Is Your Money Safe In PayPal? How The Platform Is Keeping Users' Money

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Is Your Money Safe In PayPal? How The Platform Is Keeping Users' Money
PayPal can suddenly lock and keep people from accessing their own money in the system, sometimes with no reason why.

Paypal's user agreement is more than 80 pages long, and it contains an expansive set of rules about when the company can terminate someone's account or freeze their assets.

For instance, PayPal can take action against your account if they think users are using their accounts to buy or sell narcotics, steroids, certain controlled substances, cigarettes, obscene items or weapons. It can also boot you from the service if it thinks you're running a ponzi or pyramid scheme. More broadly, it can remove users if they "violate any law, statute, ordinance, or regulation."

Legal experts and consumer advocates told Newsy that the broad nature of the user agreement gives PayPal the power to ban users as they see fit, sometimes without human oversight.

"You put $500 in your account every month, and one month you put $525," Michelle Couch-Friedman, executive director at Elliott Advocacy, said. "That can set the algorithm off so that you get put on a temporary hold."

"These accounts are getting shut down in ways that may be automated, and there is very little engagement from humans at that company around those decisions," Rainey Reitman, chief program officer at Electronic Frontier Foundation, said. "It is easy for those companies to shut down an account."

Reitman told Newsy PayPal's terms of service can be "incredibly broad and vague and open to interpretation." PayPal notes that it can, at its discretion, "impose limits on the amount of your balance," "suspend your PayPal account, immediately and without penalty," and deny their services to users in the future.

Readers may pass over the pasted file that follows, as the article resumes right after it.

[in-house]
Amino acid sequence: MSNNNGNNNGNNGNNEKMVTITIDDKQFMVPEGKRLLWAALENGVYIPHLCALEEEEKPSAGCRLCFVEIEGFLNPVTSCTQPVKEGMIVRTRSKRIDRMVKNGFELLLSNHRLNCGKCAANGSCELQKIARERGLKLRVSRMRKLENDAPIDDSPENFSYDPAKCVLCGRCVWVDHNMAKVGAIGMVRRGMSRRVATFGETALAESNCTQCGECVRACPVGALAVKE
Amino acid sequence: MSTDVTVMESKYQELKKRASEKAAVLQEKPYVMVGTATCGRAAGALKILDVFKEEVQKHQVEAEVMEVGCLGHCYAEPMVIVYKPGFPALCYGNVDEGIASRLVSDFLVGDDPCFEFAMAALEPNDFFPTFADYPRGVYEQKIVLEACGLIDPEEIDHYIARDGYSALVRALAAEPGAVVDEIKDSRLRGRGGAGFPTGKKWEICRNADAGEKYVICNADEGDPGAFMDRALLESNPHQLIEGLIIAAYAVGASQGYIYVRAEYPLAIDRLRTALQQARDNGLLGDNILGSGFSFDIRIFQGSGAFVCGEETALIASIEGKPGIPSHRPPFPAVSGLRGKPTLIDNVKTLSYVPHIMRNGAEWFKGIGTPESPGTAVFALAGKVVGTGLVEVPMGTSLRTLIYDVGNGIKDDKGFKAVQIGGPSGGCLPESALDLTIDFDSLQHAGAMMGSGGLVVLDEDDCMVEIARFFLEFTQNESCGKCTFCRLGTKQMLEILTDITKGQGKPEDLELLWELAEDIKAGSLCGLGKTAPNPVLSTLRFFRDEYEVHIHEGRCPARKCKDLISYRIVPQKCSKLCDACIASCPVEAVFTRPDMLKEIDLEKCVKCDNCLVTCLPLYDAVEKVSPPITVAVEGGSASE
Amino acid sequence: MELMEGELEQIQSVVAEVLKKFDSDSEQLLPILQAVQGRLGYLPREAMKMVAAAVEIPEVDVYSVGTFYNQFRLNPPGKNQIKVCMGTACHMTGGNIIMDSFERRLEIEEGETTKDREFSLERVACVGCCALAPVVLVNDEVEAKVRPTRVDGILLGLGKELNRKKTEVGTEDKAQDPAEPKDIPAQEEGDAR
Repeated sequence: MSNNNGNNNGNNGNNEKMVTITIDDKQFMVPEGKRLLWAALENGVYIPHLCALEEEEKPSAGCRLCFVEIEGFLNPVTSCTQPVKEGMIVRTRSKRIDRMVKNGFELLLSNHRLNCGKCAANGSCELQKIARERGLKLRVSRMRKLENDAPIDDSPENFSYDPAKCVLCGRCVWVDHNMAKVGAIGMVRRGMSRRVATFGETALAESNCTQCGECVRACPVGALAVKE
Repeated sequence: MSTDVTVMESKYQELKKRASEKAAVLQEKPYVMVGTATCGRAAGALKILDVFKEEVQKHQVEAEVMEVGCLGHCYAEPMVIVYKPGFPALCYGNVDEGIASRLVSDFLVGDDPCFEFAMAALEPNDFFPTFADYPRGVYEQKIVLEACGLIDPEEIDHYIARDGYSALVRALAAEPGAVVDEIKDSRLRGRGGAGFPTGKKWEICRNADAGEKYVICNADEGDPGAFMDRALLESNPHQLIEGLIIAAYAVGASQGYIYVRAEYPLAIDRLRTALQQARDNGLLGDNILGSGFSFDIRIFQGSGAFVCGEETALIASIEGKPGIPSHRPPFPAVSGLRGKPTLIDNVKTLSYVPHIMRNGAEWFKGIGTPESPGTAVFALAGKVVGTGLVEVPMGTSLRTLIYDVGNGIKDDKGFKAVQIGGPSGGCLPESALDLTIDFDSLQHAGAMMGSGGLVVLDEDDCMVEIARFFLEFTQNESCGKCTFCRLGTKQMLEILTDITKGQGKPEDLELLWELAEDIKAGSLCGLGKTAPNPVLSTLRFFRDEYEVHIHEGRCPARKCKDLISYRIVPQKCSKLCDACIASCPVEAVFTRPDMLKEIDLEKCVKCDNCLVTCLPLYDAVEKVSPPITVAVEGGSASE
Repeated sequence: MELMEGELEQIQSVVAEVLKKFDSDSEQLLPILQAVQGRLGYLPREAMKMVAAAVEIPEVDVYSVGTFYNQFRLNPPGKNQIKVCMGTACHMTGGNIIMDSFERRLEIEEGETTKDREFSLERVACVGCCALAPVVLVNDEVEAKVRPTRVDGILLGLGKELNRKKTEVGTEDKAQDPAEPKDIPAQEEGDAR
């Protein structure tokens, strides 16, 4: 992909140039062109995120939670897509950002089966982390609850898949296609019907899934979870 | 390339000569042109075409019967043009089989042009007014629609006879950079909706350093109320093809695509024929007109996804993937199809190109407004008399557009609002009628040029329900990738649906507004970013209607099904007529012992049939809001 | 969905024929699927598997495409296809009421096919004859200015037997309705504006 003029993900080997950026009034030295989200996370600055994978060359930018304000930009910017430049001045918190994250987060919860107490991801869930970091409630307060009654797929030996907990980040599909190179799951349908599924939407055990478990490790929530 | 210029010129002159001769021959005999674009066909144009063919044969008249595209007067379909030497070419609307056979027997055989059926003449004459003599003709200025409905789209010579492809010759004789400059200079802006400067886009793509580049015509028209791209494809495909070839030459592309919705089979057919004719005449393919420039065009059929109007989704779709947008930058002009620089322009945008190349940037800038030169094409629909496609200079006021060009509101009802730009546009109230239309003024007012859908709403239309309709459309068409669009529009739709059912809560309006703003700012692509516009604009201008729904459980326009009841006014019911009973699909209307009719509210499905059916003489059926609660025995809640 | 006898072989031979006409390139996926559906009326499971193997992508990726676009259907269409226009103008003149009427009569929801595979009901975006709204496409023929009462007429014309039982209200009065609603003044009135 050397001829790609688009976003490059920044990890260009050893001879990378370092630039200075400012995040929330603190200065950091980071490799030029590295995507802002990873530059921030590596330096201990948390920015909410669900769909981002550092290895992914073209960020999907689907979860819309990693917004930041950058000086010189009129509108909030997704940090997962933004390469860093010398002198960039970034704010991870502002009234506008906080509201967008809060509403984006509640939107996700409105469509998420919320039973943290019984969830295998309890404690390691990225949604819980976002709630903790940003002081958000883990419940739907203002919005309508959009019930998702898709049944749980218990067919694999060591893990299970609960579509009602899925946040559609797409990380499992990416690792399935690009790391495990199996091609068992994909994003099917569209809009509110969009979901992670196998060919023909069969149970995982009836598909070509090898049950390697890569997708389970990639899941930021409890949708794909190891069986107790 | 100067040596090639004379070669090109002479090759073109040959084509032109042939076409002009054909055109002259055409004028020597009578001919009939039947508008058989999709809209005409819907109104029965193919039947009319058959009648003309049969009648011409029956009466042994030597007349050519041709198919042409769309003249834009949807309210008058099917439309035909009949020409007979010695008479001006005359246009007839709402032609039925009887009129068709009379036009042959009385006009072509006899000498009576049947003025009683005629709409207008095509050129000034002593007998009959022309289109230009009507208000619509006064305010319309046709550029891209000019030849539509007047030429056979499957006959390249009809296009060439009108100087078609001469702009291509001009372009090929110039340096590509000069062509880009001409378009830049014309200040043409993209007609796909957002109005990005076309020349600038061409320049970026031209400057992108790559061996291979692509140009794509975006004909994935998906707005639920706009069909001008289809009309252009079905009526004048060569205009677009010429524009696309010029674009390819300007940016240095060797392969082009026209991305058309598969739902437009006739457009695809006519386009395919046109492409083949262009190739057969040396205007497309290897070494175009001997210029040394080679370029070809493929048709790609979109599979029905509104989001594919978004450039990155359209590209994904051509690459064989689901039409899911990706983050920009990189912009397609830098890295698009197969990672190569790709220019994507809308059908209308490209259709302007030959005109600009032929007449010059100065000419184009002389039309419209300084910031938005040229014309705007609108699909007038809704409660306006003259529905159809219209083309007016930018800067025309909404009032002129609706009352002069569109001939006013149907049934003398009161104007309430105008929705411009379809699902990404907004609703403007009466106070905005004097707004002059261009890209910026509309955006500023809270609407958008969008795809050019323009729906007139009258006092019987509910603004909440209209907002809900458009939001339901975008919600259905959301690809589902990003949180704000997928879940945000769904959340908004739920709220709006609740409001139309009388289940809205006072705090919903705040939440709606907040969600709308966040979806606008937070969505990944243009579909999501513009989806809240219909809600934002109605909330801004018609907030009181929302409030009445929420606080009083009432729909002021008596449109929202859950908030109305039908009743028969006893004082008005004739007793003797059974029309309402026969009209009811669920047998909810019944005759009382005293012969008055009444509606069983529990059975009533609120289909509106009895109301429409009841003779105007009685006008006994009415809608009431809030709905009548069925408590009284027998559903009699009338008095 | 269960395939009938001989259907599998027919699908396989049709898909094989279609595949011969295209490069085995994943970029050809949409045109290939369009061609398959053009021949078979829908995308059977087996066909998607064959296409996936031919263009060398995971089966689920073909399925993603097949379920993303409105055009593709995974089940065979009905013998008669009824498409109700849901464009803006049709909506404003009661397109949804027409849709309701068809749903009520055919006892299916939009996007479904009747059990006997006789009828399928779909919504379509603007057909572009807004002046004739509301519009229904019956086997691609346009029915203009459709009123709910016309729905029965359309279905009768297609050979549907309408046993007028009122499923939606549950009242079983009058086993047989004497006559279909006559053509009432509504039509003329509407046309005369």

"Clarity on why accounts are frozen and then the ability to directly appeal that is incredibly important, and to ensure that those pathways are available to all users and not just users who happen to know the email address of the GC or someone who works at PayPal or Venmo, but rather to make it something that's accessible," Vera Eidelman, staff attorney at American Civil Liberties Union, said.

What's more, PayPal may be at the whim of third parties when it comes to how it takes action on your account, and users may never find out who requested that PayPal take down an account.

"We have asked in particular that PayPal start reporting just how many requests are they getting from outside partners to shut down accounts, which includes other financial institutions as well as how many requests are they getting from the government to shut down accounts," Reiman said.

Experts told Newsy that moving forward, PayPal needs to make their terms clearer in order to give users a chance to properly appeal shutdown decisions. In response to a class action lawsuit claiming PayPal was shutting down accounts with no explanation, the company told Newsy "PayPal is reviewing the filing, and we will respond to the allegations through the appropriate legal channels in due course."

"It's also important if a service chooses to shut down the account or even to freeze the account of a user that they explain why," Eidelman said. "That they actually not only say, 'You violated our terms of service,' but in particular, 'Here is the term that you violated,' and give the individual to an opportunity to say, 'Well, no, I don't actually think that's what happened.'"